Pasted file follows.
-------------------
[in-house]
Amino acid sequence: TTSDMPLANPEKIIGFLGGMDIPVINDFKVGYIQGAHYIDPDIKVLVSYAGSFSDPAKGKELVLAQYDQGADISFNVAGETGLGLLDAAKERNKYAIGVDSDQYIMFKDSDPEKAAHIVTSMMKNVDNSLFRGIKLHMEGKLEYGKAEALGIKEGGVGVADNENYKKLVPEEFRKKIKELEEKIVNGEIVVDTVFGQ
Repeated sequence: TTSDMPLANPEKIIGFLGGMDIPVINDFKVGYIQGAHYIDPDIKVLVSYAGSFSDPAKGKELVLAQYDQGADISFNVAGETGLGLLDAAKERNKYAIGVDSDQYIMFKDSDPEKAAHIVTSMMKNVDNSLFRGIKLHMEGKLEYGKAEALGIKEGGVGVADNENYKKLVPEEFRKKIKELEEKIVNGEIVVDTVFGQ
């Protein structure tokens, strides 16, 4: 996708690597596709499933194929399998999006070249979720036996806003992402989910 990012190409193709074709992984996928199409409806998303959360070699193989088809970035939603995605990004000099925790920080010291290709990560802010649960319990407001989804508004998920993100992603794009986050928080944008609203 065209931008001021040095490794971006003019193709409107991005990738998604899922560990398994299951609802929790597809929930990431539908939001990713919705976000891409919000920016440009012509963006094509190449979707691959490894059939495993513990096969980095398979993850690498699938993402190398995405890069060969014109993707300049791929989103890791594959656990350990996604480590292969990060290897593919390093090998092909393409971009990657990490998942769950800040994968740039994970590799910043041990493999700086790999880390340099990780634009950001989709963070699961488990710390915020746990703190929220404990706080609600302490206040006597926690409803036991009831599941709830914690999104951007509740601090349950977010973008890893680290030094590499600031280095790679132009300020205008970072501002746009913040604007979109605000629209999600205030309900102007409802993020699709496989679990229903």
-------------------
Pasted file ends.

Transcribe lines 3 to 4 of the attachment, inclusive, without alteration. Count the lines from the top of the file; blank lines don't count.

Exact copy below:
Repeated sequence: TTSDMPLANPEKIIGFLGGMDIPVINDFKVGYIQGAHYIDPDIKVLVSYAGSFSDPAKGKELVLAQYDQGADISFNVAGETGLGLLDAAKERNKYAIGVDSDQYIMFKDSDPEKAAHIVTSMMKNVDNSLFRGIKLHMEGKLEYGKAEALGIKEGGVGVADNENYKKLVPEEFRKKIKELEEKIVNGEIVVDTVFGQ
């Protein structure tokens, strides 16, 4: 996708690597596709499933194929399998999006070249979720036996806003992402989910 990012190409193709074709992984996928199409409806998303959360070699193989088809970035939603995605990004000099925790920080010291290709990560802010649960319990407001989804508004998920993100992603794009986050928080944008609203 065209931008001021040095490794971006003019193709409107991005990738998604899922560990398994299951609802929790597809929930990431539908939001990713919705976000891409919000920016440009012509963006094509190449979707691959490894059939495993513990096969980095398979993850690498699938993402190398995405890069060969014109993707300049791929989103890791594959656990350990996604480590292969990060290897593919390093090998092909393409971009990657990490998942769950800040994968740039994970590799910043041990493999700086790999880390340099990780634009950001989709963070699961488990710390915020746990703190929220404990706080609600302490206040006597926690409803036991009831599941709830914690999104951007509740601090349950977010973008890893680290030094590499600031280095790679132009300020205008970072501002746009913040604007979109605000629209999600205030309900102007409802993020699709496989679990229903």